Some useful videos for National Reconciliation Week: What is National Reconciliation Week? (NITV 4 min. video and slides): http://www.sbs.com.au/nitv/explainer/what-national-reconciliation-week Who we are (8 min.): Follows the lives of 6 exceptional young Aboriginal and Torres Strait Islander people who share their stories about their families and communities. https://www.youtube.com/watch?v=TxPWd_0z3Ng Journalist Stan Grant’s powerful speech about indigenous history in Australia (8 min.): https://www.youtube.com/watch?v=eA3UsF8yyho
Right wrongs – new resource This excellent resource from the ABC, AIATSIS and NSLA has just been released. Short videos and information explore developments since the 1967 referendum which changed how Aboriginal and Torres Strait Islander people were referred to in the constitution. Sections include: Controlled but not counted; Fighting for change; An extraordinary vote; The legacy; Where to now? http://www.abc.net.au/rightwrongs/?WT.tsrc=Email&WT.mc_id=Innovation_Innovation-Splash|Secondary_email|20170524 ABC Splash Lots of resources for Aboriginal and Torres Strait Islander Histories and Cultures, including videos about indigenous languages. Also includes the Sorry Day digibook and 1967 referendum digibook. http://splash.abc.net.au/home#!/topic/494038/aboriginal-and-torres-strait-islander-histories-and-cultures ABC Indigenous Access the latest Indigenous stories and features from ABC Radio, News & Current Affairs, TV and iview. http://www.abc.net.au/indigenous/default.htm Counted (ABC TV and iview 26/5/17, 7.30pm) Stan Grant takes us on his own personal journey & speaks to the heroes of the 1967 referendum & their grandchildren. http://www.abc.net.au/tv/programs/counted/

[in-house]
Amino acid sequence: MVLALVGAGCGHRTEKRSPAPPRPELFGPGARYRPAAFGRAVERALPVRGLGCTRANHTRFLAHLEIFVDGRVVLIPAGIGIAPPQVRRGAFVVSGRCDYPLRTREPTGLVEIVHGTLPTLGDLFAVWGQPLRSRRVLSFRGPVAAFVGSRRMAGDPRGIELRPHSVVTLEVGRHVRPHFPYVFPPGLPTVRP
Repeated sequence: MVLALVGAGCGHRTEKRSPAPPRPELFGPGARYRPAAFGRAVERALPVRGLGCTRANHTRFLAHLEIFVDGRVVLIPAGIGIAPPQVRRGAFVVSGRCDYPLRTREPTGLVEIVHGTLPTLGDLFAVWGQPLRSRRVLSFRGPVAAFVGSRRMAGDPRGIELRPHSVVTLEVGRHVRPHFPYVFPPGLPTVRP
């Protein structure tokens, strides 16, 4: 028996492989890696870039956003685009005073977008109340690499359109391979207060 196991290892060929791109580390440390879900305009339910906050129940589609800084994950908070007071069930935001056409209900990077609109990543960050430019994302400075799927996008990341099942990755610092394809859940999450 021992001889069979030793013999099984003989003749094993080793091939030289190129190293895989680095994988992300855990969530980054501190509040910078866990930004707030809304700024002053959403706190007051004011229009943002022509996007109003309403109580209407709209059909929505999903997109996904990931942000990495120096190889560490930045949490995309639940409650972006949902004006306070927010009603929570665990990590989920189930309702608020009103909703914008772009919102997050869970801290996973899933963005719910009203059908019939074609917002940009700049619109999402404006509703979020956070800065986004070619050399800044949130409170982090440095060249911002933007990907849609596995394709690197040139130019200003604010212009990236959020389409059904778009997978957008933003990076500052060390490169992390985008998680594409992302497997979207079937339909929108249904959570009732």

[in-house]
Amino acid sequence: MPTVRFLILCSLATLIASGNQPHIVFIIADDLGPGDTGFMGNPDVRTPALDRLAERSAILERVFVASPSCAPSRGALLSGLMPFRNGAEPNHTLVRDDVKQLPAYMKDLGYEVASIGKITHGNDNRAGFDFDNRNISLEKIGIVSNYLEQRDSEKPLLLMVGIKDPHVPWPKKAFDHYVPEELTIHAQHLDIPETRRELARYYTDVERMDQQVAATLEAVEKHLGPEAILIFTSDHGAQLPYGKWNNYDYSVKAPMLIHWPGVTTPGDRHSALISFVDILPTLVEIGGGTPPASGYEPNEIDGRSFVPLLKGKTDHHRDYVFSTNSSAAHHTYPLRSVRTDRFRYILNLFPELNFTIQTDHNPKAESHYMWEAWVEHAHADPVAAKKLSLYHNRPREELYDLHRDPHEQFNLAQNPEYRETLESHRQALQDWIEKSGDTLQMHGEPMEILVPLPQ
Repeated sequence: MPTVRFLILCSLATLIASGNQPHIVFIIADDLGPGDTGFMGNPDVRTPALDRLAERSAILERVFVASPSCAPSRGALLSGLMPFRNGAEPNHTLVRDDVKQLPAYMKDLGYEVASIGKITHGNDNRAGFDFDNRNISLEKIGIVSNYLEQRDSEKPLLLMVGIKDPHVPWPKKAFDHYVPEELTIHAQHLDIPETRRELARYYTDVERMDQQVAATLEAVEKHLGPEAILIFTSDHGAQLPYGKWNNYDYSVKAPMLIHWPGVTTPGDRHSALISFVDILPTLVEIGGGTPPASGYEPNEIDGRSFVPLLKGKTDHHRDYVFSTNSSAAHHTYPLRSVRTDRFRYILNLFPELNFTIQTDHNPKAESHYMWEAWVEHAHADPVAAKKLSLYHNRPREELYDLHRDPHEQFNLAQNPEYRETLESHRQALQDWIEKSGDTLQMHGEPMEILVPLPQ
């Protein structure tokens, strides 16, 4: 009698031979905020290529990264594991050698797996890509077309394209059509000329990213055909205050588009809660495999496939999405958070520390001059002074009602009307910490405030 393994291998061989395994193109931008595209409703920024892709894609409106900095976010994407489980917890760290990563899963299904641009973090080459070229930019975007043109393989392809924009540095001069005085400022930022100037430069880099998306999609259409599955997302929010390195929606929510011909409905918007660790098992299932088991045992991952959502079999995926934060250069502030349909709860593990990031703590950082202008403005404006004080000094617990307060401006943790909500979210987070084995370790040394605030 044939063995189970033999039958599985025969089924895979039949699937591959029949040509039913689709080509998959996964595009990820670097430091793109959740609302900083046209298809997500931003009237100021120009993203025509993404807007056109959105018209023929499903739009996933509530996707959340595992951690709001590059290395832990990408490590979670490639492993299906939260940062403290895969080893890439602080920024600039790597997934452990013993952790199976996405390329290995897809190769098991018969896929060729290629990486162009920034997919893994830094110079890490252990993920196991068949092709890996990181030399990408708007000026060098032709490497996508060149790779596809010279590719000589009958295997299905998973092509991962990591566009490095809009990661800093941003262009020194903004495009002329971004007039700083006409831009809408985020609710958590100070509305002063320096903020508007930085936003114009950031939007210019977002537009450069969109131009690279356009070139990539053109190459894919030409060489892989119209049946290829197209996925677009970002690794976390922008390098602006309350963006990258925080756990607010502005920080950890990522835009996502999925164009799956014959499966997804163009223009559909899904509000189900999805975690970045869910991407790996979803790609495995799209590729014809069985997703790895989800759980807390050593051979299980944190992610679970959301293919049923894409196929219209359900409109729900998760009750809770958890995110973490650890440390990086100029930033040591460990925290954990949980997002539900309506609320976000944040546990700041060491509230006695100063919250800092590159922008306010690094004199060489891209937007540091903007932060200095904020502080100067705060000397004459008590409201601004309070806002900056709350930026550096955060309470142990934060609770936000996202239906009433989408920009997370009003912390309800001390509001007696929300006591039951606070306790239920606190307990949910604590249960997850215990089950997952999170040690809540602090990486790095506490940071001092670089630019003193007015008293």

First Nations Convention 300 Aboriginal and Torres Strait Islander leaders are gathering at Uluru this week to discuss how to achieve constitutional recognition for indigenous Australians. It appears likely that there will be a consensus on the need for meaningful reform such as a prohibition on racial discrimination, an elected body with a role in laws affecting indigenous peoples and support for a treaty. http://www.sbs.com.au/nitv/article/2017/05/23/why-300-indigenous-leaders-are-meeting-uluru-week NITV – National Indigenous Television Informs, educates and entertains its indigenous and non-indigenous audiences. Great documentaries, news, personal accounts and perspectives. http://www.sbs.com.au/nitv/ Explore topics and link to videos: Social issues, Cultures, Arts, Social Justice… http://www.sbs.com.au/nitv/topics